In our last post, we talked about when to share your story if you’re working with a difficult situation, as well as when not to.

But what if you’re writing about a difficult story? Do those same rules still apply?

Yes! Remember how we talked about the importance of NOT sharing your story publicly until you’ve worked through it (Rule #1)? That applies even more when you’re writing about that story.

Why? Because trying to share your story too early can lead to writer’s block. There’s simply too much pressure around how people will respond. Plus, when we share our stories before we’re ready, those all-too-vulnerable spots leave us wide open to attack.

But even if you’re not yet ready to share your story, writing it can still be challenging. You might have to write your way through your story before you’re able to discern what to save and what to keep. That simple (but not always easy) process is what will enable you to get to the other side.

When I was writing The Secret Life of Grief, I wrote pages and pages that never made it into the final manuscript. But I had to write those pages to process my anger and grief. I had to write those pages to get to the other side.

So keep going.

And get support if you have to. That’s critical. Connect with a trusted friend or find a therapist to help you work through those sticky parts. Which brings us back to Rule #2 (from the fabulous Brene Brown):

Only share your story with those who’ve earned the right to hear it.

Amen, Brene!

Remember: the people who’ve earned the right to hear your story are your ride-or-die folks, the people you trust with your life.

Got it?

Alrighty. Onward, then!

For those of you writing a book, here’s my third rule of thumb:

Put your energy into writing your book instead of talking about it.

I can’t even tell you how important this is. I see so many writers who go on and on about the book they want to write—one day. But many of them never get there.


Because they’ve put all their energy into talking about their book instead of writing it.

And every time we talk about our book, explaining it to everyone we meet, we steal a bit more juju from the pot. If we do that enough, eventually we’ll have nothing left to write.

Don’t make that mistake. Safeguard your story instead. This is one of the main reasons professional writers don’t talk about a new book until they’re well into it.

Those other writers? The ones who are always talking about the book they want to write, going into detail about what it’s going to look like, feel like, act like and taste like? Well, one day, they might wake up to find that their book is gone, that their once-precious idea has gone flat, devoid of energy or life.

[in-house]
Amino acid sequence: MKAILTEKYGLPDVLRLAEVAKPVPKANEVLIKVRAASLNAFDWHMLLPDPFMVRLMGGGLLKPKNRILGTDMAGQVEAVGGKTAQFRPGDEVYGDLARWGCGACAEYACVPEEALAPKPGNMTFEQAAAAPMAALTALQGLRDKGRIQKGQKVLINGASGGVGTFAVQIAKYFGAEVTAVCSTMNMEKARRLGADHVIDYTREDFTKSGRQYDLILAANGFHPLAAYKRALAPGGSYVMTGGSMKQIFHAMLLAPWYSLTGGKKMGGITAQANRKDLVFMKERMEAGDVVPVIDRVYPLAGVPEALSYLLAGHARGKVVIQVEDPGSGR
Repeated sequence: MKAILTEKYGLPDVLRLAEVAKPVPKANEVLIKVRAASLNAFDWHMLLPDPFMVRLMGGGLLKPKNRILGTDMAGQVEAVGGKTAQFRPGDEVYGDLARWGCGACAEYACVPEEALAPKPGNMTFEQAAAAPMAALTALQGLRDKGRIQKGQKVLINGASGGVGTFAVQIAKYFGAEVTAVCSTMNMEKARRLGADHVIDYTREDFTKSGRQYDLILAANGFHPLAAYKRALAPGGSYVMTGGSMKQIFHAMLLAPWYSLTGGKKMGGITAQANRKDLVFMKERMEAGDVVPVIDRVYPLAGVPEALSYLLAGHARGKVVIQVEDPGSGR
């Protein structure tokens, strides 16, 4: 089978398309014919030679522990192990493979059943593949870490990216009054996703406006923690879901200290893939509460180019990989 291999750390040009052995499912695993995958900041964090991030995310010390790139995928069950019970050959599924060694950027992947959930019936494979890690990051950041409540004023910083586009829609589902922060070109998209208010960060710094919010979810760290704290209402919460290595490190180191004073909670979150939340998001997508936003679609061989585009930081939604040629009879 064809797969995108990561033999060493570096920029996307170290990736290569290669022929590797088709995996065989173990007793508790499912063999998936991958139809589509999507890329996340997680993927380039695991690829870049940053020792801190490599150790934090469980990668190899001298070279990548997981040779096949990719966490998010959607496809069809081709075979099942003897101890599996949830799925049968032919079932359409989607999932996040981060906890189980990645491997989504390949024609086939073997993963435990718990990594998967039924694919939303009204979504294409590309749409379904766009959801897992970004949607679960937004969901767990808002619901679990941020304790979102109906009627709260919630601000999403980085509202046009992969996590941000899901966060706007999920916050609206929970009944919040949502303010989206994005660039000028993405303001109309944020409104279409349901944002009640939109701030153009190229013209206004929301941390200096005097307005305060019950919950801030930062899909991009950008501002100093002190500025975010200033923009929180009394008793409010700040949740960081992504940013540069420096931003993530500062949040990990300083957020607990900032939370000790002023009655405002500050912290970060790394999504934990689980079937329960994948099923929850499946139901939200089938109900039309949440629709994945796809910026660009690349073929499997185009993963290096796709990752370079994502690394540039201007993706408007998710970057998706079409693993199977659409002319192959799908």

So don’t let that be you. Safeguard your story, first and foremost. And trust me—you’ll know when the time is right to share it.

In the meantime, when folks ask you what you’re writing, just smile and move on. Or say something simple, like: “I’ll tell you once I figure it out.” Then keep going.

In our next post, we’ll talk about the importance of choosing and what it has to do with all of this.

P.S.: Don’t you love it when your loved one gets you a holiday gift you actually want? This year, encourage the special people in your life to gift you my How to Get Your Book into the World course! The course makes a fabulous gift (and don’t worry—it doesn’t start until Jan. 24, well after the holidays.)

Just forward them this email or send them the following link:

Thank you sooo much for this class!!! You’ve provided me with answers to questions I did not even know I needed to ask. I feel what I learned from you on the very fist module was worth the price of the entirety of the course. –Marcella Moy

P.S.S.: If you register by December 15, you’ll also get the following two bonuses:

1) How to Ensure that Your Book is Marketable Cheat Sheet
2) The chance to win a free coaching call with me!

So jump on in, folks! You’ll be glad you did.

If, like me, you have a book you are ready to share with the world, Tanja Pajevic’s course will help you sort through various publication strategies and make a plan to launch your work. Whether you decide to seek an agent and a contract with a traditional publishing house or aim to self-publish your book, Tanja has mapped out the intricacies of pitching, writing a book proposal, marketing, and publishing all in one place. Get ready to take a lot of notes, because there’s a lot of material to take in, all of it valuable and garnered by Tanja over her multiple publishing projects. You, too, will thank Tanja for saving you dozens (if not hundreds) of hours sorting through this information and demystifying publishing so you can make the best decisions for getting your book into your readers’ hands. –Rise Keller

As always, simply hit reply or email me at if you have any questions. Happy early December, folks!

Much love,

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